Steinar H. Gunderson

Tue, 15 Nov 2011 - Ebury, a new SSH trojan

There's a new SSH trojan going around—or at least, I think it's new, and I haven't seen it be described anywhere else. (Please correct me if I'm wrong.) I've seen it in use in more than one breakin on more than one continent, though, so my guess is that it's something that's sold on the usual black market. In lack of a name, I've chosen to call it “Ebury” out of rather arbitrary reasons.

Ebury replaces /usr/sbin/sshd, /usr/bin/ssh and /usr/bin/ssh-add with its own versions (and in some but not all cases, it seems .list files are edited so as to fool debsums). The new versions seem to be custom-compiled for the machine, with different architectures and encryption keys. The new versions don't link against libwrap and libselinux, so you lose /etc/hosts.deny and the likes.

On the other hand, it has quite some nasty extra functionality. In particular, all three binaries will record all passwords and passphrases you give them, and store them in shared memory. If you look at the output of “ipcs”, a typical example is this:

------ Shared Memory Segments --------
key        shmid      owner      perms      bytes      nattch     status
0x0000cf39 98304      root       666        2097220    0
0x0000cd38 131073     root       666        2097220    0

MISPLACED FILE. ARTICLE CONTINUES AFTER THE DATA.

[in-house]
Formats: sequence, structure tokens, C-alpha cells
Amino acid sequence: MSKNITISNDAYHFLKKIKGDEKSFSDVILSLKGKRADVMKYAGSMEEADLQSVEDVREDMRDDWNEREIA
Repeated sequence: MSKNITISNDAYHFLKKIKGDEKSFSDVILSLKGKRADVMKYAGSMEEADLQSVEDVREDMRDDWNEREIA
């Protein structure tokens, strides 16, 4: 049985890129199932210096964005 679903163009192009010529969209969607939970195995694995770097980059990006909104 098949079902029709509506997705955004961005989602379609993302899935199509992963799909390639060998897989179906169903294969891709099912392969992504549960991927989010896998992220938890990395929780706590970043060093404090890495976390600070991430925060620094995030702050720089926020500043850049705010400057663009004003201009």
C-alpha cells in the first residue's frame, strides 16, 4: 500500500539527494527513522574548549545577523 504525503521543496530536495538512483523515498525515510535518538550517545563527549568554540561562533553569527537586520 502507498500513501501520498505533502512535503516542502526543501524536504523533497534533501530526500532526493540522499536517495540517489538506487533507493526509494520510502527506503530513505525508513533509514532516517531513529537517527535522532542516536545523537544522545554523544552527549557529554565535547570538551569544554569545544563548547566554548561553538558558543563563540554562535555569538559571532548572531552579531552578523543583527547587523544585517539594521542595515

The interesting part is that the segments are read/write for everybody, which is normally not what you want. Also, the size (2097220 or 2097224 bytes, depending on architecture) is a telltale sign.

When storing passwords to this memory, a DNS packet (or, something vaguely resembling a DNS packet) is sent out to an external server with the right information. DNS usually goes under the radar, unfortunately, but if you see machines suddenly sending packets on UDP port 53 to external hosts and those are not your usual DNS servers, beware.

Also, the trojaned sshd contains backdoors for logging in without a password, and for decrypting and outputting the information in the shared segments. Backdoored logins don't log anything to auth.log, and outputting the list of captured passwords empties the segment in the process. I don't know how the trojan spreads, but it appears to be either SSH bruteforcing or using the password list captured from other machines. In other words, even if you're patched, you could be infected if your password has been typed on a compromised machine!

I've made a small, heuristic detector which also attempts to do a chosen-plaintext attack against the (very weak) encryption of the shared-memory segments. You can find it at [].

TL;DR: Check your sshd checksums, and run “ipcs” to see that there are no segments about 2097220 bytes long.

[21:44] | | Ebury, a new SSH trojan

Steinar H. Gunderson <>